Formation of Slums and Slums Upgrading Initiatives in Bangladesh

  • Pranab Kumar Panday


In the year 2008, the total urban population outstripped the rural population throughout the world. The majority of people who started to live in urban areas created an enormous amount of pressure on the existence of cities and this influenced the growth of a large number of slum population in most of the countries of the world. Like other countries, Bangladesh has also experienced the growth of slum population. Most importantly, people who are coming to the cities for their livelihoods do not have tenure of land, and thus, they start to reside anywhere they find vacant. Thus, this chapter explores why slums form globally and later in the context of Bangladesh. In addition to this, slum upgrading initiatives in the country have been discussed briefly.


Slum Slum formation Slum relocation Slum upgradation Population growth Rural–urban migration Migration Agriculture Displacement Climate change Political struggle Industrial growth Urban governance Globalization Response of the government Garment industry Slum upgrading initiatives Community-driven initiatives Slum welfare Kingshuk LPUPAP UPPRP SIP DSK ASEH DMP PSTC Slum development SHEVA CUP CARE-Bangladesh IFSP BUILD STWSSSP Bangladesh 


  1. Ahmed, R. (2006, November). A case study on reaching the poorest & vulnerable. A paper presented in 32nd WEDC conference, Colombo, Sri Lanka. Retrieved May 23, 2010, from
  2. Asian Development Bank. (2009). Community-driven development country profile. Bangladesh. Retrieved June 10, 2010, from
  3. Asian Development Bank. (2014). Sustainable urbanization in Asia and Latin America. Manila: Asian Development Bank and Inter-American Development Bank.Google Scholar
  4. Banks, N. (2006). A tale of two wards: Political participation and the urban poor in Dhaka City. Working paper, Center for Governance Studies, BRAC University, Dhaka.Google Scholar
  5. BURT. (2005). Dialogue with donors on urban poverty issues. Dhaka: CARE.Google Scholar
  6. Camilo, A. C. A. (2008). Learning from slum upgrading and participation: A case study of participatory slum upgrading in the emergence of new governance in the city of Medellín–Colombia. KTH, Department of Urban Planning and Environment Division of Environmental Strategies Research.Google Scholar
  7. CARE, Bangladesh. (2002a). Integrated food security program (IFSP). Midterm Evaluation Report, Prepared by TANGO International, Inc. in collaboration with Human Development Research Centre, HDRC, Dhaka.Google Scholar
  8. CARE, Bangladesh. (2002b). Midterm evaluation of integrated food security program-IFSP. Prepared by TANGO International, Inc in collaboration with Human Development Research centre, HDRC, Dhaka.Google Scholar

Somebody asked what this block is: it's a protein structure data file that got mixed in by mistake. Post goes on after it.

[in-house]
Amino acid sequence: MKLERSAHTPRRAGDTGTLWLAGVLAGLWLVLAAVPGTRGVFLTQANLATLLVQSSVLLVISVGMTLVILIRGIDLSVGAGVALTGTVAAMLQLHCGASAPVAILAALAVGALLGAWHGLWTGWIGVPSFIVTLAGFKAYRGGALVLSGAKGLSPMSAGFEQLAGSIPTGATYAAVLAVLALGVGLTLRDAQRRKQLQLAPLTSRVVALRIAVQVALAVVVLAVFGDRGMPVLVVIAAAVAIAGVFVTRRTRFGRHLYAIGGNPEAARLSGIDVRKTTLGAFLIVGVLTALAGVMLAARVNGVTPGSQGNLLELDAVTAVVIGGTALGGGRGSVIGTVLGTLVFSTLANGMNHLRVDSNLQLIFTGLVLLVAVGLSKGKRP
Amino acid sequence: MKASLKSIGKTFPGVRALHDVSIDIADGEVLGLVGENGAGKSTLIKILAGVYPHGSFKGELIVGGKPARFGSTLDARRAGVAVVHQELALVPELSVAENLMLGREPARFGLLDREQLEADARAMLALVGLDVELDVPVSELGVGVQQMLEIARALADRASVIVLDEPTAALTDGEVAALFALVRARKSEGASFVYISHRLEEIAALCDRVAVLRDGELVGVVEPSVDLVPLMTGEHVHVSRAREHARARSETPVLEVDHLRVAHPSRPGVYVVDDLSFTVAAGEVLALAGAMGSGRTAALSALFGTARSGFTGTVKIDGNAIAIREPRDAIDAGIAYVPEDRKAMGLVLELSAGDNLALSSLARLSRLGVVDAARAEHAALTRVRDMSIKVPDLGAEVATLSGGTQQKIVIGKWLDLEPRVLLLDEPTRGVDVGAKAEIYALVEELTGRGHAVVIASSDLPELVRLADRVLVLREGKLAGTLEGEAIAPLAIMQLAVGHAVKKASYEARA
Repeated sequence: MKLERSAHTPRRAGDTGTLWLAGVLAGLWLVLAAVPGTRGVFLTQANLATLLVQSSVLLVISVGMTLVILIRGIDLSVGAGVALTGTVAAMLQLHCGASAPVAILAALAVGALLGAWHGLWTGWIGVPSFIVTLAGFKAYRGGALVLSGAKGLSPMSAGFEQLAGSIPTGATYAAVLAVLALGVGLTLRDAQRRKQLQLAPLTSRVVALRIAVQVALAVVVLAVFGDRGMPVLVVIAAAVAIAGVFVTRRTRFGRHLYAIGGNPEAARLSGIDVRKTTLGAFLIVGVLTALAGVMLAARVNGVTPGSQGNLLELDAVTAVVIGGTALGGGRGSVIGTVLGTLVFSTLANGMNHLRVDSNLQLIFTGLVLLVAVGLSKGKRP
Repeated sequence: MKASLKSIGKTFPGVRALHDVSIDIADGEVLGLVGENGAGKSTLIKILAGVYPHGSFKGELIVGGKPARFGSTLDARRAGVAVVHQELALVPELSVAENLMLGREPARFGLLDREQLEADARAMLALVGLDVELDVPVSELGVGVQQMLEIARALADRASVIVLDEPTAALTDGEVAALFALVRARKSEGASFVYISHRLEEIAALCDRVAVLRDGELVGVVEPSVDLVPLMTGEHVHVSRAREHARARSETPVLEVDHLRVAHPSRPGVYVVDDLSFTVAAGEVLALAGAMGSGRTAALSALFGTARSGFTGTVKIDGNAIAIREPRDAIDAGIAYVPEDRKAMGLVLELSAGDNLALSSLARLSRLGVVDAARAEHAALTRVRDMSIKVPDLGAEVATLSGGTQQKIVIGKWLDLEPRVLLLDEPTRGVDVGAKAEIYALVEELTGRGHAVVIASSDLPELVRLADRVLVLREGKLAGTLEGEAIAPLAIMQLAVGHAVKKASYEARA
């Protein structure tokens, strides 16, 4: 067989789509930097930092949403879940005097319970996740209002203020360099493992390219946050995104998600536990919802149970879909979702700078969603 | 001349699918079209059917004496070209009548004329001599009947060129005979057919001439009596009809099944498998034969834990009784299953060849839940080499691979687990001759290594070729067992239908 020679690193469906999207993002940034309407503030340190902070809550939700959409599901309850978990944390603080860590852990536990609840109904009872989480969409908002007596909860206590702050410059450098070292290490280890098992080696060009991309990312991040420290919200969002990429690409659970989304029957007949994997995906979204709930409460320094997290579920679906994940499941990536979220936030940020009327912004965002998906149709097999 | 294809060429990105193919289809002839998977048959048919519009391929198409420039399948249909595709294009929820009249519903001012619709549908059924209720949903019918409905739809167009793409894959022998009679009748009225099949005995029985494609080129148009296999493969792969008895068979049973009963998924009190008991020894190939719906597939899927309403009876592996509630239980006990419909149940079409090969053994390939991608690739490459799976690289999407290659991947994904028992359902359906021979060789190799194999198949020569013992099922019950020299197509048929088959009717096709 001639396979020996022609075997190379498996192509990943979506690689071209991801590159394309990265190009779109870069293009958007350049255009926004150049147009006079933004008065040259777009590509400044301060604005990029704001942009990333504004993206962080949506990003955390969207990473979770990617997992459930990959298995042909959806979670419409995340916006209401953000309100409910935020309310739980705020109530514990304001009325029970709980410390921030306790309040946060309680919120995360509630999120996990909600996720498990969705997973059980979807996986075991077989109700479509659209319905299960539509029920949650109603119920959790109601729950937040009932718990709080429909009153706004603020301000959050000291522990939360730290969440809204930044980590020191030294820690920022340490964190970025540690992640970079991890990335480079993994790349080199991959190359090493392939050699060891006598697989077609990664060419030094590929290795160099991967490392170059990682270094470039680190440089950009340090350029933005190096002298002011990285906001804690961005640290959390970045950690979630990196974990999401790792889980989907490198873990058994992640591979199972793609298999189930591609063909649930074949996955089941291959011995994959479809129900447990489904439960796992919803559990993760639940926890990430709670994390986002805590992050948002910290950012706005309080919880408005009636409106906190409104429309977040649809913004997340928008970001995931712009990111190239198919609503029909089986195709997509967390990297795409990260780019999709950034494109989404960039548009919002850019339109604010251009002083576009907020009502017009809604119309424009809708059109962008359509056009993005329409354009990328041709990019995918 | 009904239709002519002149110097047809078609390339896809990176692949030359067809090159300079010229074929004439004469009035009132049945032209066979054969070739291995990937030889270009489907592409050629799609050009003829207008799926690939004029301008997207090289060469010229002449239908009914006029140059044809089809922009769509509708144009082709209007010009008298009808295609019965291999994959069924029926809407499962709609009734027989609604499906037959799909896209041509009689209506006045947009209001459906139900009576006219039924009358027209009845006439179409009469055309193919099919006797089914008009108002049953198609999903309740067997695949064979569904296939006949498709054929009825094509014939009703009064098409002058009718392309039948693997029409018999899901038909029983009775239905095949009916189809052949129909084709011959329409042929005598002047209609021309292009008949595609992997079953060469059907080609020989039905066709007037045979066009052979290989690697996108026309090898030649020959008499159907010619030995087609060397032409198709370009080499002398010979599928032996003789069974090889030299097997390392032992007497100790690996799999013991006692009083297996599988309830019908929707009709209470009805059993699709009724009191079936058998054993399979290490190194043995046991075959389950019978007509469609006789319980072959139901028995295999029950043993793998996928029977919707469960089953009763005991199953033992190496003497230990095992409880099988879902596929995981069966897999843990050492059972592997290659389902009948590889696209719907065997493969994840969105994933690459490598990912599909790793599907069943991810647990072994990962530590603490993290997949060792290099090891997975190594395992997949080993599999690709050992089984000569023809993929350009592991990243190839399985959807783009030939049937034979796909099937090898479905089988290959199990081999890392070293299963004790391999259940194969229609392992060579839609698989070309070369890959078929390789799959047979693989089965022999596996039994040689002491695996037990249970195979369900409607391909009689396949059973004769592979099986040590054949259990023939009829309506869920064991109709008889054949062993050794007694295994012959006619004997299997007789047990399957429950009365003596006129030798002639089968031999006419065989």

9. CUS et al. (2006). Slums of urban Bangladesh: Mapping and census, 2005. Dhaka: CUS (Center for Urban Studies).Google Scholar
  10. den Bold, M. V., Uwejamomere, T., & Vandermeer, K. (2010). Raising visibility and voices of the urban poor: Civil society’s engagement in urban water and sanitation reform—Experiences from WaterAid country programmes. A Report Prepared for WaterAid. Retrieved from BURT (2005) Position Paper, CARE-Bangladesh, Dhaka.Google Scholar
  11. Ellis, P., & Roberts, M. (2016). Leveraging urbanization in South Asia: Managing spatial transformation for prosperity and liveability. Washington, DC: World Bank Group.Google Scholar
  12. Hussain, D. J. (2007). Environmental sanitation, hygiene and water supply in urban slums and fringes project (GoB-Unicef). Project Completion Report, Dhaka.Google Scholar
  13. Islam, N., Mahbub, A., Nazem, N., Angeles, G., & Lance, P. (2006). Slums of urban Bangladesh: Mappying and census, 2005. Dhaka: Centre for Urban Studies, Measure Evaluation and National Institute of Population Research and Training.Google Scholar
  14. Jinnah, S. I. A. (2007). Rights of water connections for urban slum dwellers in Bangladesh: A study on DSK’s experience in three slums of Mirpur, Dhaka: WaterAid, Bangladesh. Retrieved June 2, 2010, from
  15. Menon, B. (n.d.). Informal settlement upgrading in Dhaka: Sector study. Urban housing and informal settlements in Bangladesh. Washington, DC: World Bank.Google Scholar
  16. Prothom Alo. (2007, March 18). A widely circulated national daily published from Dhaka.Google Scholar
  17. Retrieved from June 23, 2017, from
  18. Retrieved July 12, 2017, from
  19. Retrieved July 25, 2017, from
  20. Retrieved June 24, 2018, from
  21. Retrieved March, 23, 2017, from
  22. Retrieved March 23, 2017, from
  23. Retrieved November 12, 2018, from
  24. Retrieved November 14, 2017, from
  25. Retrieved Number 12, 2018, from
  26. UN-DESA. (2006). The millennium development goals report. United Nations Department of Economic and Social Affairs, UNDP.Google Scholar
  27. UN-HABITAT. (2003). The challenge of slums: Global report on human settlements. London and Sterling: UN-HABITAT—Earthscan Publications Ltd.Google Scholar
  28. UN-HABITAT. (2007). Twenty first session of the governing council. Retrieved September 30, 2015, from
  29. United Nations. (2008). World urbanization prospects: The 2007 revision database. New York: United Nations.Google Scholar
  30. Ward, D. (1976). The Victorian slum: An enduring myth? Annals of the Association of American Geographers, 66(2), 323–336.CrossRefGoogle Scholar
  31. WSUP. (2007). Water and sanitation for the urban poor. Scoping report. Water and Sanitation for the Urban Poor (WSUP), London.Google Scholar

Copyright information

© The Author(s) 2020

Authors and Affiliations

  • Pranab Kumar Panday
    • 1
  1. 1.Department of Public AdministrationUniversity of RajshahiRajshahiBangladesh

Personalised recommendations